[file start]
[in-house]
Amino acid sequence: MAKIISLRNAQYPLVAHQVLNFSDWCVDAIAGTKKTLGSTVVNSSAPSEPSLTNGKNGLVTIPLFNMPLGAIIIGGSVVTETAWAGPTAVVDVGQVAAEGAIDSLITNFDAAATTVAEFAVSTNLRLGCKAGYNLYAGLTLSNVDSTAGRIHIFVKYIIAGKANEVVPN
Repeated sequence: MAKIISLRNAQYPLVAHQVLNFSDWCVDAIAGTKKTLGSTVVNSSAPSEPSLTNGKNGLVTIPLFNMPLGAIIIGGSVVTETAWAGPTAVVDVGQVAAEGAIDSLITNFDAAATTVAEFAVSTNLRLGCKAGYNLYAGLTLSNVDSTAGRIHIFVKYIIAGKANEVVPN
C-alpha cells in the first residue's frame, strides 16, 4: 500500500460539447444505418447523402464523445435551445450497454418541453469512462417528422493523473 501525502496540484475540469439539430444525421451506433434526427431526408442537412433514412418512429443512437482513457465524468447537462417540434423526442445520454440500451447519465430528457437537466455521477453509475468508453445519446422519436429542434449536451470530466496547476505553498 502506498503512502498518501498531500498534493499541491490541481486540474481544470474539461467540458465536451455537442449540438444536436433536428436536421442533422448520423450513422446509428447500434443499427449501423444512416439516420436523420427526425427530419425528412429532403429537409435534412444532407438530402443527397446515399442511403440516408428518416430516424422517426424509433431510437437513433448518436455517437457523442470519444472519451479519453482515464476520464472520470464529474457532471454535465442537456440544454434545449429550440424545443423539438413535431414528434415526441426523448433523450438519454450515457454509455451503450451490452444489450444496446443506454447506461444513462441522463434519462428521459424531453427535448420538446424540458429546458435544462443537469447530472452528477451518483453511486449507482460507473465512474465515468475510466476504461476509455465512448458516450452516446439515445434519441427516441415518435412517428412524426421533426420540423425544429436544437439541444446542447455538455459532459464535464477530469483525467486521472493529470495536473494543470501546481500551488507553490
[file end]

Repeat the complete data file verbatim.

[in-house]
Amino acid sequence: MAKIISLRNAQYPLVAHQVLNFSDWCVDAIAGTKKTLGSTVVNSSAPSEPSLTNGKNGLVTIPLFNMPLGAIIIGGSVVTETAWAGPTAVVDVGQVAAEGAIDSLITNFDAAATTVAEFAVSTNLRLGCKAGYNLYAGLTLSNVDSTAGRIHIFVKYIIAGKANEVVPN
Repeated sequence: MAKIISLRNAQYPLVAHQVLNFSDWCVDAIAGTKKTLGSTVVNSSAPSEPSLTNGKNGLVTIPLFNMPLGAIIIGGSVVTETAWAGPTAVVDVGQVAAEGAIDSLITNFDAAATTVAEFAVSTNLRLGCKAGYNLYAGLTLSNVDSTAGRIHIFVKYIIAGKANEVVPN
C-alpha cells in the first residue's frame, strides 16, 4: 500500500460539447444505418447523402464523445435551445450497454418541453469512462417528422493523473 501525502496540484475540469439539430444525421451506433434526427431526408442537412433514412418512429443512437482513457465524468447537462417540434423526442445520454440500451447519465430528457437537466455521477453509475468508453445519446422519436429542434449536451470530466496547476505553498 502506498503512502498518501498531500498534493499541491490541481486540474481544470474539461467540458465536451455537442449540438444536436433536428436536421442533422448520423450513422446509428447500434443499427449501423444512416439516420436523420427526425427530419425528412429532403429537409435534412444532407438530402443527397446515399442511403440516408428518416430516424422517426424509433431510437437513433448518436455517437457523442470519444472519451479519453482515464476520464472520470464529474457532471454535465442537456440544454434545449429550440424545443423539438413535431414528434415526441426523448433523450438519454450515457454509455451503450451490452444489450444496446443506454447506461444513462441522463434519462428521459424531453427535448420538446424540458429546458435544462443537469447530472452528477451518483453511486449507482460507473465512474465515468475510466476504461476509455465512448458516450452516446439515445434519441427516441415518435412517428412524426421533426420540423425544429436544437439541444446542447455538455459532459464535464477530469483525467486521472493529470495536473494543470501546481500551488507553490